Henry the Taxman wants your money. Yes, for those of you who thought last week’s post about flat rate VAT was boring, we had the budget this week.  And you will no doubt seen a lot of commentary about his tax grabs on self employed and small businesses so I won’t add to that except to say that the Office of Budget Responsibility has calculated that the tax saving on incorporation is £3,300 when it’s more like £1,300 . Quite apart from the fact that Hammond is basing taxation policy on dodgy numbers, it shows that even so called “experts” can’t always get it right. I am forever seeing articles where only some of the variables have been considered and it does bug me. But then I am a numbers nerd. In essence the present tax system seems to be based on taking a chunk of what’s there instead of encouraging people to earn and produce more wealth (leading to higher tax receipts along with less need for public spending). However you don’t need to make the same mistake. I have said it before; you can only take making savings (tax or otherwise) so far but the amount you can earn is (in theory) unlimited. Start by increasing your prices by 10%. If you do it right almost no one will notice and those who do probably won’t care. Indeed if you aren’t getting “price resistance” then you probably aren’t charging enough. Yes there are always price buyers but do you want them? A small business can’t usually afford to pile it high and sell it cheap, so offer value to the... read more

Oh woe is me

I have had a cold this week, my head feels like mush and it’s hard to think, so not much work has been done apart from setting up my new computer (which was a mistake, keyboard stopped working on my current computer as if in protest). Fortunately after ringing Steve (my tame computer guru) I found a USB keyboard instead  of faffing around with the old one. A simple solution as they often are (afterwards). Talking of simple, does anyone use the flat rate VAT scheme? It was designed to make life simpler for VAT registered businesses by allowing them to take a percentage of their turnover (depending on their business type) and pay that rather than calculating the VAT on every transaction as you would normally do. So far so good but one little trick which had been popular, was for businesses who had little purchased VAT to use this to actually make a profit (I won’t go into details here). Sadly HMRC have decided to put a stop to this from 1 April this year. If you don’t spend enough on goods for resale or that get used up in the business (stationery for instance); and it has to be goods, services don’t count; then you will have to use a new 16.5% rate which effectively ends this little sideline. Fair enough of course, as it wasn’t designed to make anyone a profit but of course it does make things a whole lot more complicated for  any of you on the flat rate because it made life simpler. Because now it doesn’t. Every time you do a return you may... read more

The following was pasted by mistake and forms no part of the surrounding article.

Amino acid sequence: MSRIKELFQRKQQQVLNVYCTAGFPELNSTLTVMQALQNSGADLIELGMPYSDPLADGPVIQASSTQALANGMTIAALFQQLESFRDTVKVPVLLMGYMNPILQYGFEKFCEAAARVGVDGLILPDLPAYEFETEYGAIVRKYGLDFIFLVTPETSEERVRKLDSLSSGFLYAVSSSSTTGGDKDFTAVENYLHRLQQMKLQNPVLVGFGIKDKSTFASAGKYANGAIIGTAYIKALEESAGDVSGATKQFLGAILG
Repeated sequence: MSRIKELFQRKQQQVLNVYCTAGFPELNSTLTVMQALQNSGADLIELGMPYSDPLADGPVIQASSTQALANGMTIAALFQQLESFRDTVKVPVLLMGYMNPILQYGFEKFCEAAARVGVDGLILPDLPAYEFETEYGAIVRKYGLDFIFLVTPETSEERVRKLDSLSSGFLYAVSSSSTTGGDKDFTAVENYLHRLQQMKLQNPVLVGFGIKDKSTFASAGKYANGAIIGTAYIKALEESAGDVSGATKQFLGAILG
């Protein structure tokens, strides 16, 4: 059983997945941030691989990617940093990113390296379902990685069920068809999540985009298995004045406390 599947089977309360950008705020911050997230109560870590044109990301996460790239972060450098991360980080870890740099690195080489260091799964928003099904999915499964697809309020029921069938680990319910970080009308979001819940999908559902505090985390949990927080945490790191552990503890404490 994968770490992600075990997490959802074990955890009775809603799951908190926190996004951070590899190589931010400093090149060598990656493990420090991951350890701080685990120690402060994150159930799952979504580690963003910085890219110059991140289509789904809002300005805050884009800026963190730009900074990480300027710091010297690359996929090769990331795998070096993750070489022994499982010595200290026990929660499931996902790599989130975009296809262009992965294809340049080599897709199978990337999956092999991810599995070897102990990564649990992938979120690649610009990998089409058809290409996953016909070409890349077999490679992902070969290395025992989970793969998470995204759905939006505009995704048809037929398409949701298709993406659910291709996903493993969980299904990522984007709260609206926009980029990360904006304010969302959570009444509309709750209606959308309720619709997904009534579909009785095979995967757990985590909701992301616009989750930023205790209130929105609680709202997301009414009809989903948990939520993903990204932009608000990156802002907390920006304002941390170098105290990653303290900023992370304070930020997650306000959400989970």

Changing Perceptions

After last week’s post I was asked why I didn’t use a photo of Connery with Desmond Llewellyn (the original Q). Two reasons: firstly, I couldn’t find one and secondly the benefit in kind rules came in in the 70’s after Roger Moore took over so Connery’s Bond wouldn’t have had to worry about it. However during my research for a photo I came across an interesting fact. Apparently Fleming picked the name James Bond because he thought it sounded a very boring one (he had a copy of “Birds of the West Indies” by James Bond on his bookshelf and he certainly met the man himself). Ironic, because he made the name into one redolent with excitement, danger and glamour (and fast cars). It just shows how proper marketing can change peoples opinions of something. You could of course also ask why I didn’t pick Daniel Craig; again firstly, see above, and secondly the new Bond-mobiles have almost no gadgetry on board (which is truer to the novels; Fleming didn’t like gadgets, he wanted a grittier more realistic spy, having been in the SIS himself during the Second World War). Which brings me to my main point (apart from the marketing one, which is very important and I will be picking it up at a later date). Namely this; tax rules are constantly changing. What works this year may not work next year and sometimes you have to do a complete U-turn to get the most tax efficient results, all the while remembering not to let the tail wag the dog. Your aim in business is to make money, NOT to... read more

Easy to get hold of

“Paul of PGS Accountancy has been looking after my books for many years. He is easy to get hold of when I have a question and his answers are very informative plus more importantly he talks to me in a language that I understand. If you think all accountants are the same, you haven’t had a chat with Paul.”

Valerie Prentice: Cultural Bodyworks, Beverley

Reliable and Efficient service

Thank you for providing a high quality financial service to our Charity. Reliable and Efficient service always received. Thank you for making Accountancy understandable! Always willing to undertake the honorary treasurers role with enthusiasm!”

Debbie Andrew Manager of “Relate Hull & East Yorkshire”

He gives 100%

“Paul at PGS Accountancy is very friendly and approachable. Nothing is ever too much trouble. He gives 100% in his service and I would certainly recommend him to other businesses.”

Thank you

“Just a quick line to thank you for the work done for me in the past few years, the advice and assistance in sorting out my corporation tax in these very hard trading times is most welcome”

PGS Accountancy Services

54 Ridgestone Ave,
Bilton,
Hull.
HU11 4AJ

T: 01482 814895